3 publicly-traded not footnoting "racketeering activities" on firms' balance sheets


Joined
May 7, 2014
Messages
4
Reaction score
0
GOAL: Find a way to stop these firms from being able to conduct business unless they pay a portion of their taxes owed on undeclared income to the IRS CID so that I, as what the now superseded IS Publication 733 calls the "original claimant", can collect the awards.

DAMOCLEAN SWORD: All of these firms need to keep on committing this crime in order to be stand any chance at remaining profitable.

The preceding sentence therefore STRONGLY IMPLIES that they have been engaged in this criminal conduct since the VERY FIRST DAY that they opened their doors for business.

There is no economical way for these firms to conduct their operations.



APPROACH:prevent accountants & CEOs from being able to sign off on firms' "statements of financial position" since the business consequences of this racketeering activity and undeclared income is devastating and presumably needs to be footnoted per GAAP.


1) Three publicly-traded firms and more than a handful of privately-held firms (all in the same industry) NOT FOOTNOTING racketeering activities engaged in with carriers of their "general liability insurance policies" on their "statements of financial position" per GAAP.

2) Actuarial "data inputs" into statistical formulae used to calculate insurance rates will provide "prima facie" evidence of either "fraud" or "racketeering."

BURDEN OF PROOF: An "admission against [one's own self-]interest" is also "prima facie"

So this entire industry is ONE PUBLIC STATEMENT/ADMISSION away from being completely "out of business" by being forced to footnote these activities on their balance sheets.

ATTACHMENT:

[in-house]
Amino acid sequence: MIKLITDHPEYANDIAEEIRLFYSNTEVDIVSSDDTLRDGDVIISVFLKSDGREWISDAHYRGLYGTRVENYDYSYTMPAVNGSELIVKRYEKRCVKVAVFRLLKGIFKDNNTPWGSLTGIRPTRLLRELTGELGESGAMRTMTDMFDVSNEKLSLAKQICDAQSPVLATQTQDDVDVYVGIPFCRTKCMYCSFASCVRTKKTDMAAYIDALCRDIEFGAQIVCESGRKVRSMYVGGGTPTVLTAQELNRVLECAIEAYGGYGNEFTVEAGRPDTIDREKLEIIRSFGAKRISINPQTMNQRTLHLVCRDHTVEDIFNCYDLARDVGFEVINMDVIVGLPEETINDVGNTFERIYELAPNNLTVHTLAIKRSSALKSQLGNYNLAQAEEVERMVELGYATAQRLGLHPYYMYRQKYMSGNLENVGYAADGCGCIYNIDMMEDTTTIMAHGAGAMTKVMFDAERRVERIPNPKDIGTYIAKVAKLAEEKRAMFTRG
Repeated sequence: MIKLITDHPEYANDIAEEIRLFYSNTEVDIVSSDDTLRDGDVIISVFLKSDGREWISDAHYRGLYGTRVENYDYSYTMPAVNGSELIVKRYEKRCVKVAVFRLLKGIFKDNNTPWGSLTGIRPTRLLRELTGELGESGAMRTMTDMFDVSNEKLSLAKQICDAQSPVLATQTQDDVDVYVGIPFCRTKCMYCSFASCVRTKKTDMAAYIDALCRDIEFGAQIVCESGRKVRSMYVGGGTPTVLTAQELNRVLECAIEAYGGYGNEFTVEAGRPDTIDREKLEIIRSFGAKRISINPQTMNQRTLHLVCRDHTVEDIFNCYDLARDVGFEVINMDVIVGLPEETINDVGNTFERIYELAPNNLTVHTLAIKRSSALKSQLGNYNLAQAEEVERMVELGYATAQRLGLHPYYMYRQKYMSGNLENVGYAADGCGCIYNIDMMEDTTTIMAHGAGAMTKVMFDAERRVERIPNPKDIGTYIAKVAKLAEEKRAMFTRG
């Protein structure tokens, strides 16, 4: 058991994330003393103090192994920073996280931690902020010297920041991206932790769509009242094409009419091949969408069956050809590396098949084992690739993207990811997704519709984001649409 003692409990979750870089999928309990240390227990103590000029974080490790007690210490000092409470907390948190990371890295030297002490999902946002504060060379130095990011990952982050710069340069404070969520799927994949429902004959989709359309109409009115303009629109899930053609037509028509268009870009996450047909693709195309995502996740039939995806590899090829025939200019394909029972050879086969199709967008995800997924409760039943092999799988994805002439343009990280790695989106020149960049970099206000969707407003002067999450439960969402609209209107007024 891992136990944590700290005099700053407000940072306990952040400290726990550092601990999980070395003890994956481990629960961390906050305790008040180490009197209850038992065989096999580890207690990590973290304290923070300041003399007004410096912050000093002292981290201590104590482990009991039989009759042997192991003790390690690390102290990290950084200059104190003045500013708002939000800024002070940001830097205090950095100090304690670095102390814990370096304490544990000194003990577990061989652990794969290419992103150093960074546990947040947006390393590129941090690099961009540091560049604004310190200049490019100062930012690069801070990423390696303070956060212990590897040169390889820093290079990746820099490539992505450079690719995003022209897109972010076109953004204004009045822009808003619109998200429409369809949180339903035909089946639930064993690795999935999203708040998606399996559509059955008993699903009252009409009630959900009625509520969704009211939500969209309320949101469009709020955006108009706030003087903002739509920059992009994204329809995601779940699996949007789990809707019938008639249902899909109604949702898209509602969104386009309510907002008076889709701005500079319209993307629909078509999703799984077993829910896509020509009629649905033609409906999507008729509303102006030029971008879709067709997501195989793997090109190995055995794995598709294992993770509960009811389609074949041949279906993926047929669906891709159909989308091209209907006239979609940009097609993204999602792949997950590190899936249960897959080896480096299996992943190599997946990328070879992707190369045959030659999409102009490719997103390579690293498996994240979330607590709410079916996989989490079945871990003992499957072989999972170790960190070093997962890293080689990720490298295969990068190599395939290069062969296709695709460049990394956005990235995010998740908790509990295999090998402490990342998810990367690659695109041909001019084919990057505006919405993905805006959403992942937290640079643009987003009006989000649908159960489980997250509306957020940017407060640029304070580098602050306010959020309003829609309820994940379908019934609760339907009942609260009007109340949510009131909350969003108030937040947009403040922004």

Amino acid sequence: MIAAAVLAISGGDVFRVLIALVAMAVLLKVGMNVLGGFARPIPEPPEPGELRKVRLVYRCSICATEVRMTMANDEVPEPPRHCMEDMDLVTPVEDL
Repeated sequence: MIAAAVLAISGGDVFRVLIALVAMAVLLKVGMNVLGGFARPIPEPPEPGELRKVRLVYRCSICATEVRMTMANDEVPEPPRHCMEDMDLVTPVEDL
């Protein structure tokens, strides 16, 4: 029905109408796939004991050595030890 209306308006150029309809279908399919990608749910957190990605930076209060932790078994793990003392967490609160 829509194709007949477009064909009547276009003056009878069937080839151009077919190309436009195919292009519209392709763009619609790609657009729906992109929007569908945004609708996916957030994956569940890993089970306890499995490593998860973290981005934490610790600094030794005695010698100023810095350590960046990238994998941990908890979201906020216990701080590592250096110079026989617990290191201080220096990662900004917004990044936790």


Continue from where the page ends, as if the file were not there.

WHAT I NEED TO KNOW:
Is there a "lower burden of proof" that can be taken to the "state boards of accountancy" to force the accountants and CEOs to answer for the missing footnotes?

Do these firms need to revise their balance sheets for prior years?
 
Ad

Advertisements

Samir

VIP Member
Joined
Aug 15, 2013
Messages
363
Reaction score
38
Country
United States
When it comes to questions of law in relation to the numbers (especially of this magnitude), it's time to see an attorney.

But I will caution you that you may be wasting your time. There's a lot of highly unethical business activities in every industry all over the world that passes the legal system and the laws there, even if by a very slim margin. It's still legal as far as the law is concerned.

The founders of these companies probably damn well know this and have been exploiting it for years. On one hand they're geniuses--on the other hand, they're unethical criminals. It's a fine line some people walk...
 
Joined
May 7, 2014
Messages
4
Reaction score
0
When it comes to questions of law in relation to the numbers (especially of this magnitude), it's time to see an attorney.

But I will caution you that you may be wasting your time. There's a lot of highly unethical business activities in every industry all over the world that passes the legal system and the laws there, even if by a very slim margin. It's still legal as far as the law is concerned.

The founders of these companies probably damn well know this and have been exploiting it for years. On one hand they're geniuses--on the other hand, they're unethical criminals. It's a fine line some people walk...
Thank you, Samir ... but it is THEY who are vulnerable.. I need to know how to EXPLOIT this vulnerability while expending the LEAST AMOUNT OF ENERGY and the LEAST AMOUNT OF MONEY...

I'll restate the prior post to hopefully make things clearer...